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Buildings and their royal pasts – London and the South – Part 1

By: Kelly Bellerson

From castles to cathedrals, London and the South of England are synonymous with ancient ruins and historical buildings.

As the coronation of King Charles III nears, we take a closer look at some of the most infamous properties and their royal connections.

Osborne House, Isle of Wight, constructed in 1845

Starting with the most recently constructed historical building on this list, Osbourne House is located in East Cowes, Isle of Wight, and was one of Queen Victoria’s favourite properties.

The estate was owned by the Blachford family from 1705 until 1845, when Queen Victoria and Prince Albert decided to buy the property as their seaside retreat on the recommendation of then Prime Minister Sir Robert Peel.

However, a number of extension and upgrade works were needed to accommodate the ever-growing royal family, and Prince Albert set out to make it his passion project.

Worried he might be restricted by the Department for Woods and Forests, Prince Albert avoided the Government’s architects and instead appointed Thomas Cubitt – a renowned developer of the Victorian era.

Cubitt advised that rather than carry out further upgrade works, it would be more cost effective to design and build a new one from scratch.

The property was completely demolished in 1848 with construction of the new build completed in 1851. Over time, additions were made to the estate including cottages, lodges, and a sea wall, until the estate became as we know it today.

The last time a member of the royal family visited Osborne House was in 2018 when the Queen Consort accompanied Dame Judi Dench on a tour of the estate, following the release of her new film ‘Victoria and Abdul’.

Clarence House, London, constructed in 1825

Just a short walk away from Buckingham Palace, you can find the ever-elegant Clarence House, proudly poised along The Mall.

The development of Clarence House was commissioned by Prince William Henry, Duke of Clarence and later King William IV. The four-storey dwelling is attached to St James’ Palace and is rumoured to have been commissioned because the prince believed the palace was too cramped.

The prince worked closely with renowned architect John Nash, who had also worked on the construction of Buckingham Palace and Marble Arch, on the design and development of Clarence House.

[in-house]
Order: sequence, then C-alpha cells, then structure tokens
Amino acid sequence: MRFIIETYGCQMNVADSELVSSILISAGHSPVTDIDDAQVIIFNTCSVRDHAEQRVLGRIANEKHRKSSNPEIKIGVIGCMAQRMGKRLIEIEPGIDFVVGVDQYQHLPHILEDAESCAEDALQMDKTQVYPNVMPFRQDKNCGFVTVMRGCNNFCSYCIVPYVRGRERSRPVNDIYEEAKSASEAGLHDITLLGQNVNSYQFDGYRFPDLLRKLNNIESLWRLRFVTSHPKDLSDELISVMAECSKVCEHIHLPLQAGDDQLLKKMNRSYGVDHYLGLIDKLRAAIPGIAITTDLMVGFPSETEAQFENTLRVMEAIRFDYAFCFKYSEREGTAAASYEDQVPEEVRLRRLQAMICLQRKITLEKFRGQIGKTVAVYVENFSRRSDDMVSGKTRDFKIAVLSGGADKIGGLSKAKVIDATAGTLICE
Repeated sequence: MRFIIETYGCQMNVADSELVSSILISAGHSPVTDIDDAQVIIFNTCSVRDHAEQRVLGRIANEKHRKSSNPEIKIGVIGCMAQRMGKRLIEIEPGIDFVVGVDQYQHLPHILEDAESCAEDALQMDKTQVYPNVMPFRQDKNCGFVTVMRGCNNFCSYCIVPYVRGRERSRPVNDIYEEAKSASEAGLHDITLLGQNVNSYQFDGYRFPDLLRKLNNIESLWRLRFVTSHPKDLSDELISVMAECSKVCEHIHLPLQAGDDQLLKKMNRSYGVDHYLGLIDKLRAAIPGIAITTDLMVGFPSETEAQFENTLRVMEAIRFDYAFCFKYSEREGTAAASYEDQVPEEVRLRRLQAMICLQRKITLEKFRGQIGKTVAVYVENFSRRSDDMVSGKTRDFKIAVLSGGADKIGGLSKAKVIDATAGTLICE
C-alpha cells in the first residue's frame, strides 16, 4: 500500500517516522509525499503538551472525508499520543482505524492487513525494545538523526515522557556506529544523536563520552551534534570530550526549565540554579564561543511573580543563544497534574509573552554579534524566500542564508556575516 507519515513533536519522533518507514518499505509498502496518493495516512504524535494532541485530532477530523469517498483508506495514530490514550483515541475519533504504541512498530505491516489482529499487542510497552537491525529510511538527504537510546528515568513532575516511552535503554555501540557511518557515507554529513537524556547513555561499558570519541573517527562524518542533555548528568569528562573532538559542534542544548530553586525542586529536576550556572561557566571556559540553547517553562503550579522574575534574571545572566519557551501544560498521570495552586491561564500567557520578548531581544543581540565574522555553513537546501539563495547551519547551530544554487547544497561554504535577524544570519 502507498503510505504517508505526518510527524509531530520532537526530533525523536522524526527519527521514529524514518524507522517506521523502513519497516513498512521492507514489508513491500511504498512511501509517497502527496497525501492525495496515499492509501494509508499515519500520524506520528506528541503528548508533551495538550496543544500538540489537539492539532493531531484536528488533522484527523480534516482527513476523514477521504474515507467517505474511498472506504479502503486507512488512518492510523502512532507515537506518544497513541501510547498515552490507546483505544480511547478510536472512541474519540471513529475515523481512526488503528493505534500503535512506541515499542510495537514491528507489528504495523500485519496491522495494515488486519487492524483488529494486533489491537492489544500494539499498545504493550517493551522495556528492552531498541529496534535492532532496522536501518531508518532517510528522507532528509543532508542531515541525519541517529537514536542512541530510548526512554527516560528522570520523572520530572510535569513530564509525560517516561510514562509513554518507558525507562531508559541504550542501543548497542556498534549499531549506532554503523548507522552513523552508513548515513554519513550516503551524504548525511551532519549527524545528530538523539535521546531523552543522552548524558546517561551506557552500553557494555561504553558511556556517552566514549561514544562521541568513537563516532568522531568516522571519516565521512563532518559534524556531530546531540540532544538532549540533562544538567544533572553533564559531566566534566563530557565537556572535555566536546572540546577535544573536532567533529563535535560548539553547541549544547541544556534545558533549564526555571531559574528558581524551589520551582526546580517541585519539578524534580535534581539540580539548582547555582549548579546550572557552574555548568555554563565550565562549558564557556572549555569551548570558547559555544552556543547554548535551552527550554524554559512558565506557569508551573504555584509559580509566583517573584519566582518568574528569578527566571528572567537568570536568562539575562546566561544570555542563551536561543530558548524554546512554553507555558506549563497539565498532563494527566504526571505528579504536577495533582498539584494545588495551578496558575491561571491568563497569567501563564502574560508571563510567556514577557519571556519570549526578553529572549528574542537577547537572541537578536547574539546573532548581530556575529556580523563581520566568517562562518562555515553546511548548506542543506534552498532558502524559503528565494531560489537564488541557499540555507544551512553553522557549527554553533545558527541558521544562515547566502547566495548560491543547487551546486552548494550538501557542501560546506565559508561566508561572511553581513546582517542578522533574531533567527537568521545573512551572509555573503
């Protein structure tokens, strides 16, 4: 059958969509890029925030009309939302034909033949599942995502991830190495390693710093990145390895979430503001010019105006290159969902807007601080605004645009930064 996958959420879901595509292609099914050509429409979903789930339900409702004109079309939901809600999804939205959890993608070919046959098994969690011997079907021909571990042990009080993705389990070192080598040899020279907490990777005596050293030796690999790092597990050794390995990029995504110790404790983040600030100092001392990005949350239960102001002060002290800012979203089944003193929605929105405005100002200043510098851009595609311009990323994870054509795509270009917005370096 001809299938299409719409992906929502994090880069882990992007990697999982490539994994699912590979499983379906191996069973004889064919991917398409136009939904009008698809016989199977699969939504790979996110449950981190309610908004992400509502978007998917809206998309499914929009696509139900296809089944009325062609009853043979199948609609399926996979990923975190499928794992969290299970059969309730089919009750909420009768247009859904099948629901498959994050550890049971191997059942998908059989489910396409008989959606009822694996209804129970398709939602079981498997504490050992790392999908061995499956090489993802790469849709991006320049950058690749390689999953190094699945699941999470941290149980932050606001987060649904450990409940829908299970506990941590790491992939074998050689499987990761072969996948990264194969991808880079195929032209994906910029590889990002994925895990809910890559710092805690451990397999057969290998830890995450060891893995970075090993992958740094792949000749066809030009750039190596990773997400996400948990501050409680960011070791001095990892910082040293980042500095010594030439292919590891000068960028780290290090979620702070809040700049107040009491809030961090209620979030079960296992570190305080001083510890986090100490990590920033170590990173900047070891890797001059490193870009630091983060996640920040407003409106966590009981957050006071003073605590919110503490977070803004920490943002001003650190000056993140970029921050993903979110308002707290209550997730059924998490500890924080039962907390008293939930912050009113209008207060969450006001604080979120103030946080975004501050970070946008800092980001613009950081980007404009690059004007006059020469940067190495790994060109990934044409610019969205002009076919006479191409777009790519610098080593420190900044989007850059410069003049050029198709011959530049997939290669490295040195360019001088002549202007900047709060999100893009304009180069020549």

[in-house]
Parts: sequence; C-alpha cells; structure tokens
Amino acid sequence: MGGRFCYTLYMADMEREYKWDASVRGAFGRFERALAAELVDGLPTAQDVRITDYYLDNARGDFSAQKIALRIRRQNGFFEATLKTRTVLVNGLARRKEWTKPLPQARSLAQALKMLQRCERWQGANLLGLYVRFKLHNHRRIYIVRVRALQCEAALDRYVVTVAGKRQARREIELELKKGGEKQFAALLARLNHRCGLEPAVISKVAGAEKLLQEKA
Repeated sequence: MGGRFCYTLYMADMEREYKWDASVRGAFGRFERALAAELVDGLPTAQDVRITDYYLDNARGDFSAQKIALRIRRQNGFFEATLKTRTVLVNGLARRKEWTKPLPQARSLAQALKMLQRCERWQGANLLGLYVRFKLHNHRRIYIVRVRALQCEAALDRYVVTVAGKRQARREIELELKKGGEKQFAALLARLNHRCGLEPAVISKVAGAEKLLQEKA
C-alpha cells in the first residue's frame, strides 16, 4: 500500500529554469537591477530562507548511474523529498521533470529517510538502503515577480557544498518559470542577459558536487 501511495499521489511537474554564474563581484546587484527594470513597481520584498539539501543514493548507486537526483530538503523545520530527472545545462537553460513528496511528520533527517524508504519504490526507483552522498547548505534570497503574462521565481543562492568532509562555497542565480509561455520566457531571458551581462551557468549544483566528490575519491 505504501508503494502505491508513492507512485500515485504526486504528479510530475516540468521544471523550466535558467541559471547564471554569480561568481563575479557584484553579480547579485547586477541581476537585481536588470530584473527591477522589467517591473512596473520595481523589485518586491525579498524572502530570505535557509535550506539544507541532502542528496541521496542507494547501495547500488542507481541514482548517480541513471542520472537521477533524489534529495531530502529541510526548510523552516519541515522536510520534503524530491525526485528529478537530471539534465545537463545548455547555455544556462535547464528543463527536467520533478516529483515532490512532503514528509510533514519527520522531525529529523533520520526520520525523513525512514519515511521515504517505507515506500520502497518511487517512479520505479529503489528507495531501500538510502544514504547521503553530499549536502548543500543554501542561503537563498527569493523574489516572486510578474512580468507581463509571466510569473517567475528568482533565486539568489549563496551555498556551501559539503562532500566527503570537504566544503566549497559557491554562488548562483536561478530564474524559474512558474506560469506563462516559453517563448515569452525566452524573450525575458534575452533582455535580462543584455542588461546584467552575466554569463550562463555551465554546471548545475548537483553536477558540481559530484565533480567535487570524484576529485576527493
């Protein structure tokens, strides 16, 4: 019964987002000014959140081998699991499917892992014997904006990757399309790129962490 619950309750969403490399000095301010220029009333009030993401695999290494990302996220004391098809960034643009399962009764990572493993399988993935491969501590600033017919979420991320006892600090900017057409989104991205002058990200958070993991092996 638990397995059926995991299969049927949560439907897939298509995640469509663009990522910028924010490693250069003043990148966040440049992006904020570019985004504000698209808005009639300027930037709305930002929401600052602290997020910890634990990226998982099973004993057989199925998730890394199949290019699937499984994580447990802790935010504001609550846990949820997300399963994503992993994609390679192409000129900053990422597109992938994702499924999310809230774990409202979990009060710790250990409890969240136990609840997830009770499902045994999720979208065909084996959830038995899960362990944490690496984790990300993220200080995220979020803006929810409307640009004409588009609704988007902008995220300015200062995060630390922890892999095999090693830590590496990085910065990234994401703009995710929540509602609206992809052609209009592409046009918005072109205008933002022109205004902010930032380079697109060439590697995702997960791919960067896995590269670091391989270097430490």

King William IV lived there until his death, after which the property was passed down through a number of royal relatives including Queen Victoria. Leading up to the second world war, the Duke of Connaught resided at Clarence House.

However, part of the building was destroyed during the Blitz and following the Duke’s death in 1942, the house was used by St John’s Ambulance Brigade and the Red Cross until the end of the war.

The house was refurbished and became home to Princess Elizabeth and Prince Philip, and is the birthplace of Princess Anne. Elizabeth and her family lived there until she became Queen in 1952.

A number of alterations have been made over the two centuries since the property was developed, reflecting the residents of it’s time, with soon-to-be King Charles the property’s latest occupier.


Highgrove House, Gloucestershire, constructed in 1796

Nestled in the countryside of Gloucestershire, Highgrove House was designed during the reign of King George III and developed by architect, Anthony Keck, between 1796 and 1798.

However, Keck’s build was short lived as a fire tore through the property in 1893 causing significant structural damage. Under Queen Victoria’s reign, Highgrove House was restored to it’s former glory by Bristol architect John Hart.

Since then, the property has been home to a number of residents including Maurice Macmillan, son of former Prime Minister Harold Macmillan, until the estate was bought by the Duchy of Cornwall in 1980.

Highgrove House has since been King Charles’ preferred residence, having remodelled a lot of the property himself using neo-classical architectural designs, with the surrounding gardens maintained by his environmental beliefs.

Image: Country Life
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